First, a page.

# What is this formula I found?

Homework Helper
I was trying to come up with a formula for the sums of powers of n from 1 to x (ie, x(x+1)/2 for the first power, x(x+1)(2x+1)/6 for the second, etc), and in the process, I found this pretty cool formula:

$$x^r = \sum_{n=1}^{x} n^r - (n-1)^r$$

have any of you seen this before? does it have a name? does it have an easy proof?

it gives an easy way to recursively define the formula for the sum I was looking for, which gave me this other interesting result that I'm sure is nothing new, but I just thought it was also cool:

$$\sum_{n=1}^{x} n^3 = [ \sum_{n=1}^{x} n]^2$$

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Gokul43201
Staff Emeritus
Gold Member
Yor first formula above : It's called a telescopic sum. Write out all the terms on the RHS and you'll find that they all cancel off, except the first and last terms, which gives you the LHS.

Homework Helper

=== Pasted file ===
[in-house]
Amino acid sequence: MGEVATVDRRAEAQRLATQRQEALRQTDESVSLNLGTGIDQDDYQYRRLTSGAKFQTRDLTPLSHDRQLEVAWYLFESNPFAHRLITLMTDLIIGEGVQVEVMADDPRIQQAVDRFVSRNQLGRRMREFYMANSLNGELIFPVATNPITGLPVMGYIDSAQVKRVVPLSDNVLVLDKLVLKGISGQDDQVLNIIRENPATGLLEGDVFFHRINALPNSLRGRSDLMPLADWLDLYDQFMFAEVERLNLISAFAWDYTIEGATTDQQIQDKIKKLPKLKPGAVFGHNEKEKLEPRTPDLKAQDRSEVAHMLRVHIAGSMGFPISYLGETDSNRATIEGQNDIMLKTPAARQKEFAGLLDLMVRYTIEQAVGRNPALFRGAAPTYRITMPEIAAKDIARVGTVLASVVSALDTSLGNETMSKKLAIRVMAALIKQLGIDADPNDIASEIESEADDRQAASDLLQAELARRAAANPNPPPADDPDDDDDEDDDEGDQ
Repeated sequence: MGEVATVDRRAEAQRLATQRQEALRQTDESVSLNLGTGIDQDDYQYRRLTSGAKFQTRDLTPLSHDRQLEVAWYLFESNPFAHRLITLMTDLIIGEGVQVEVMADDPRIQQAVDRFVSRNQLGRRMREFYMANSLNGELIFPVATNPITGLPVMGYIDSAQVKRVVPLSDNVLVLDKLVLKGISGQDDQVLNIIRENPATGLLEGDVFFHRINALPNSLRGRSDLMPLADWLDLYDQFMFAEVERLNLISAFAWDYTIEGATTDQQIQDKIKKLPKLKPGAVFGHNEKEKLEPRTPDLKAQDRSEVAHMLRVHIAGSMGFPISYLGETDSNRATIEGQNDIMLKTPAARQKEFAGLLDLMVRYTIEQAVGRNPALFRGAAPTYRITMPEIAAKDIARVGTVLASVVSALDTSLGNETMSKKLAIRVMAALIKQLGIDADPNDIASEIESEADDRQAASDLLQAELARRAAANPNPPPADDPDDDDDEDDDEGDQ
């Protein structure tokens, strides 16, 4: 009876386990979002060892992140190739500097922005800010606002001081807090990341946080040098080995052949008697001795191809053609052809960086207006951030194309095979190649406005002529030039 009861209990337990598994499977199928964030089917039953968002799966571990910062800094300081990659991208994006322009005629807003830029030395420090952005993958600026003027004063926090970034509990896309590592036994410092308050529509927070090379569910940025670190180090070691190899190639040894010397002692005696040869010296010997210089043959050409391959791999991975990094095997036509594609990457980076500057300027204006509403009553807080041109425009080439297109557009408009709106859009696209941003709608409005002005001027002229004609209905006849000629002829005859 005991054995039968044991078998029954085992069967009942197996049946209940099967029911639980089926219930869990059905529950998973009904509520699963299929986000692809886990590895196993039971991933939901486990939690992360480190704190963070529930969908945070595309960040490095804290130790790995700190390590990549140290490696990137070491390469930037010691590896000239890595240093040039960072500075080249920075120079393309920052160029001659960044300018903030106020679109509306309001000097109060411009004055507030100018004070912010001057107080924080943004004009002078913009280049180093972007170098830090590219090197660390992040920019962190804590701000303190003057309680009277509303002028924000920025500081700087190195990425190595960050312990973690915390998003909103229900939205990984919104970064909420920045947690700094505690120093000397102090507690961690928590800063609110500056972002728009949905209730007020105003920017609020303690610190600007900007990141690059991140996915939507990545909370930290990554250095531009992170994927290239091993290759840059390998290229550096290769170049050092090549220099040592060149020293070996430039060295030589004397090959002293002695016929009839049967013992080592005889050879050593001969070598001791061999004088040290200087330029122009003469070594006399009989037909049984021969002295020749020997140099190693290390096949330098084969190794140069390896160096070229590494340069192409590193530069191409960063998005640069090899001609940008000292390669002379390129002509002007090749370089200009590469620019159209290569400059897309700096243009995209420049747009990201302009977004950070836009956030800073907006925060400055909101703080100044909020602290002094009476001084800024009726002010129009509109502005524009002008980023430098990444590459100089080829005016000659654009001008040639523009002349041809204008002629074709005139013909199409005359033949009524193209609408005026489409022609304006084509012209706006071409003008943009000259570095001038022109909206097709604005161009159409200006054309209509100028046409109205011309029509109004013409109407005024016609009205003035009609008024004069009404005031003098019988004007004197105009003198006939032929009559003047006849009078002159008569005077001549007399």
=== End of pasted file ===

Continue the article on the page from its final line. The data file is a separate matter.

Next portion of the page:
wow, thats simple, and completely different from the way i derived it, which was geometrical. still, its not completely trivial, because it does give the formulas i was after. for example:

$$x = \sum_{n=1}^{x} n - (n-1) = \sum_{n=1}^{x} 1 = x$$

$$x^2 = \sum_{n=1}^{x} n^2 - (n-1)^2 = \sum_{n=1}^{x} n^2-n^2 + 2n - 1 = 2 (\sum_{n=1}^{x} n) - x$$

which leaves:
$$\sum_{n=1}^{x} n = \frac{x(x+1)}{2}$$

$$x^3 = \sum_{n=1}^{x} n^3 - (n-1)^3 = \sum_{n=1}^{x} n^3-n^3 + 3n^2-3n + 1 = 3 (\sum_{n=1}^{x} n^2) - 3\frac{x(x+1)}{2} +x$$

which leaves:
$$\sum_{n=1}^{x} n^2 = \frac{x(x+1)(2x+1)}{6}$$

and so on.

Last edited:
Gokul43201
Staff Emeritus